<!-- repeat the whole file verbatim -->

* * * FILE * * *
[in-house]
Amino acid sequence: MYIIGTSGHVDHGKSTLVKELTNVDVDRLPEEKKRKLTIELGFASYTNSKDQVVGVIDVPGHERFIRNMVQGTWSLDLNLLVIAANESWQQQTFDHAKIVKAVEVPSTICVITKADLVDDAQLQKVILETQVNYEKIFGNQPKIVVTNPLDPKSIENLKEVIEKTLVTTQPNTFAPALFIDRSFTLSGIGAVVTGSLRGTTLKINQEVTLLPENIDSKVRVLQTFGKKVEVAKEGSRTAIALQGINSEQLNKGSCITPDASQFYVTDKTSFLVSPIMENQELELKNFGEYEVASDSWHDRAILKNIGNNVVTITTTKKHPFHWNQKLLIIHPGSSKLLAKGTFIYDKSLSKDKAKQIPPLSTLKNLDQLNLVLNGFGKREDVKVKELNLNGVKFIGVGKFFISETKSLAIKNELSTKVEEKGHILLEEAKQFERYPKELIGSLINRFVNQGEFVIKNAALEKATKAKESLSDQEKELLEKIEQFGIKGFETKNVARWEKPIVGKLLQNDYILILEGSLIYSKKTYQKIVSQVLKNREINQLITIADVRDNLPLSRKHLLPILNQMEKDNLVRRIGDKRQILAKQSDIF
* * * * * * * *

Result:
[in-house]
Amino acid sequence: MYIIGTSGHVDHGKSTLVKELTNVDVDRLPEEKKRKLTIELGFASYTNSKDQVVGVIDVPGHERFIRNMVQGTWSLDLNLLVIAANESWQQQTFDHAKIVKAVEVPSTICVITKADLVDDAQLQKVILETQVNYEKIFGNQPKIVVTNPLDPKSIENLKEVIEKTLVTTQPNTFAPALFIDRSFTLSGIGAVVTGSLRGTTLKINQEVTLLPENIDSKVRVLQTFGKKVEVAKEGSRTAIALQGINSEQLNKGSCITPDASQFYVTDKTSFLVSPIMENQELELKNFGEYEVASDSWHDRAILKNIGNNVVTITTTKKHPFHWNQKLLIIHPGSSKLLAKGTFIYDKSLSKDKAKQIPPLSTLKNLDQLNLVLNGFGKREDVKVKELNLNGVKFIGVGKFFISETKSLAIKNELSTKVEEKGHILLEEAKQFERYPKELIGSLINRFVNQGEFVIKNAALEKATKAKESLSDQEKELLEKIEQFGIKGFETKNVARWEKPIVGKLLQNDYILILEGSLIYSKKTYQKIVSQVLKNREINQLITIADVRDNLPLSRKHLLPILNQMEKDNLVRRIGDKRQILAKQSDIF